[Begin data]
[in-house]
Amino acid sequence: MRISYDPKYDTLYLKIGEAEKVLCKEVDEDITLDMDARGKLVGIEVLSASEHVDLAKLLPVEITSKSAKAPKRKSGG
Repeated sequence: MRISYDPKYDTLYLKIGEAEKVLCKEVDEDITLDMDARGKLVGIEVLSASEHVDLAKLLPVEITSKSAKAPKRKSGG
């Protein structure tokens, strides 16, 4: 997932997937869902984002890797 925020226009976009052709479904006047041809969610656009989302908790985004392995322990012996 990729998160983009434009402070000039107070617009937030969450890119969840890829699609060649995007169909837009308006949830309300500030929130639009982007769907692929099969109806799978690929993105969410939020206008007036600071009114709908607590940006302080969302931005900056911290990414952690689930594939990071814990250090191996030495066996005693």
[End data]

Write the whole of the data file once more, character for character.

[in-house]
Amino acid sequence: MRISYDPKYDTLYLKIGEAEKVLCKEVDEDITLDMDARGKLVGIEVLSASEHVDLAKLLPVEITSKSAKAPKRKSGG
Repeated sequence: MRISYDPKYDTLYLKIGEAEKVLCKEVDEDITLDMDARGKLVGIEVLSASEHVDLAKLLPVEITSKSAKAPKRKSGG
């Protein structure tokens, strides 16, 4: 997932997937869902984002890797 925020226009976009052709479904006047041809969610656009989302908790985004392995322990012996 990729998160983009434009402070000039107070617009937030969450890119969840890829699609060649995007169909837009308006949830309300500030929130639009982007769907692929099969109806799978690929993105969410939020206008007036600071009114709908607590940006302080969302931005900056911290990414952690689930594939990071814990250090191996030495066996005693």